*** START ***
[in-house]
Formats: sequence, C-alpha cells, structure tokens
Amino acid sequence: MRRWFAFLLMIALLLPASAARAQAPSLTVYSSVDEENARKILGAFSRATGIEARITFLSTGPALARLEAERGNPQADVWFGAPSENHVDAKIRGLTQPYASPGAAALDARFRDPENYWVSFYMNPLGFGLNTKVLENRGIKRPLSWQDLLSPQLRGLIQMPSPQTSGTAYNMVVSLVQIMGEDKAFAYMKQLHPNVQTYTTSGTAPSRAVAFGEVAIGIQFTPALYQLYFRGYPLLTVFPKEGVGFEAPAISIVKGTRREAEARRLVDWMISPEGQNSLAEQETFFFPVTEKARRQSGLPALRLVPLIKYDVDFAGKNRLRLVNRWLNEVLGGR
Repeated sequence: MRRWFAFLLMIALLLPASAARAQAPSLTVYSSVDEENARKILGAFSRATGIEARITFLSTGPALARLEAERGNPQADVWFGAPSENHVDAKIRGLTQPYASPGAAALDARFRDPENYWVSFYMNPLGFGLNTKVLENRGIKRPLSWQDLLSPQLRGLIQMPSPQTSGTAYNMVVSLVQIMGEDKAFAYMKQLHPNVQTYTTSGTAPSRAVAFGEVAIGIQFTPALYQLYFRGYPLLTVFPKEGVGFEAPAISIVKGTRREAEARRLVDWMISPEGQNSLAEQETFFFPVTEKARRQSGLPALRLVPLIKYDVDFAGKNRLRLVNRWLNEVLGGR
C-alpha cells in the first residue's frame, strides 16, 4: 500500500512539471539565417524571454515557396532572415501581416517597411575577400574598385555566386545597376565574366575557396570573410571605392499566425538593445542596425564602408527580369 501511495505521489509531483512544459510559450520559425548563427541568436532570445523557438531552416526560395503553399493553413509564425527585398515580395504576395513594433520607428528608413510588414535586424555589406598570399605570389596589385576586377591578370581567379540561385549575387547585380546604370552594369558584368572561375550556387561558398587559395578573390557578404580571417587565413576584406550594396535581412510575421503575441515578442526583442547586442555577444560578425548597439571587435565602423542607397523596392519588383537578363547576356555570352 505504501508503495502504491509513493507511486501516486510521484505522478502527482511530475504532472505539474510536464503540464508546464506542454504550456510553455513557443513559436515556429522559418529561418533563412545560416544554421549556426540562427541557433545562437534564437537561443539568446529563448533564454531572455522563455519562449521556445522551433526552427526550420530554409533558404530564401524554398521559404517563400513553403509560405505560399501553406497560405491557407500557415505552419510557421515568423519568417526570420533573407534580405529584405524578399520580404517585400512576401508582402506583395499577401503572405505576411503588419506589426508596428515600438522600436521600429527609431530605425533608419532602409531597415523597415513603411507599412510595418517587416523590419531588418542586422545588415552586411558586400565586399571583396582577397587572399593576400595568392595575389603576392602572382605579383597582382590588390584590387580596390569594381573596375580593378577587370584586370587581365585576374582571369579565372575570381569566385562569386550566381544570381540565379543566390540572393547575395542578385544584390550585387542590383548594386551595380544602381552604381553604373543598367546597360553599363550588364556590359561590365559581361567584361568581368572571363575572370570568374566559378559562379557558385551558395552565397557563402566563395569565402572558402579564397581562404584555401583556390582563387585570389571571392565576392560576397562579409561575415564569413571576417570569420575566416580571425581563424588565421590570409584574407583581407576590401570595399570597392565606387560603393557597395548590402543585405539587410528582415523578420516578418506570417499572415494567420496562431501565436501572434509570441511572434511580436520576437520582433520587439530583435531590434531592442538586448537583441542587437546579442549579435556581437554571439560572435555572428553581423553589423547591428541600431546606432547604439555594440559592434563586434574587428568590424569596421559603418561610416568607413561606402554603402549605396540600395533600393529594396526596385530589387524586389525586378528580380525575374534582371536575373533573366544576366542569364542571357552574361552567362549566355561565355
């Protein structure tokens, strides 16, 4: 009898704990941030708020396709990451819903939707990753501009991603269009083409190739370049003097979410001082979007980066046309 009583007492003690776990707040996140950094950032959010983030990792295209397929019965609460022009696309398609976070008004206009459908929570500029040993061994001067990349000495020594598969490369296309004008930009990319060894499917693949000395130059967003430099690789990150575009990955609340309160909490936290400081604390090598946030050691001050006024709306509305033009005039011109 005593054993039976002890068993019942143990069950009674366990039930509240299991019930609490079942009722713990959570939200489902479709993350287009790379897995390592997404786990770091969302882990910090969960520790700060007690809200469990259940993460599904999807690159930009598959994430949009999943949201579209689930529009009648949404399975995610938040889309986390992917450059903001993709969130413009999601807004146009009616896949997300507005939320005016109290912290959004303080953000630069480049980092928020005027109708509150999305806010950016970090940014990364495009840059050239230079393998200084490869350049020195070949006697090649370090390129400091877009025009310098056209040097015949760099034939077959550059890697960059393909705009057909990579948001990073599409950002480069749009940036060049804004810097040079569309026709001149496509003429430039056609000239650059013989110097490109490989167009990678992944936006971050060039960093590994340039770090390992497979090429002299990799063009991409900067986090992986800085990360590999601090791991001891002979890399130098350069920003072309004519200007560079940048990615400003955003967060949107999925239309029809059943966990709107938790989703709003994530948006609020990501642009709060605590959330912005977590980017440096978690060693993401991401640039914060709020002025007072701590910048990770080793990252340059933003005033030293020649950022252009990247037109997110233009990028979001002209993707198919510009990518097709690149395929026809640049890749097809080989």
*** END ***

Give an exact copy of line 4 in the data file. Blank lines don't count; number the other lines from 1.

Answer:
Repeated sequence: MRRWFAFLLMIALLLPASAARAQAPSLTVYSSVDEENARKILGAFSRATGIEARITFLSTGPALARLEAERGNPQADVWFGAPSENHVDAKIRGLTQPYASPGAAALDARFRDPENYWVSFYMNPLGFGLNTKVLENRGIKRPLSWQDLLSPQLRGLIQMPSPQTSGTAYNMVVSLVQIMGEDKAFAYMKQLHPNVQTYTTSGTAPSRAVAFGEVAIGIQFTPALYQLYFRGYPLLTVFPKEGVGFEAPAISIVKGTRREAEARRLVDWMISPEGQNSLAEQETFFFPVTEKARRQSGLPALRLVPLIKYDVDFAGKNRLRLVNRWLNEVLGGR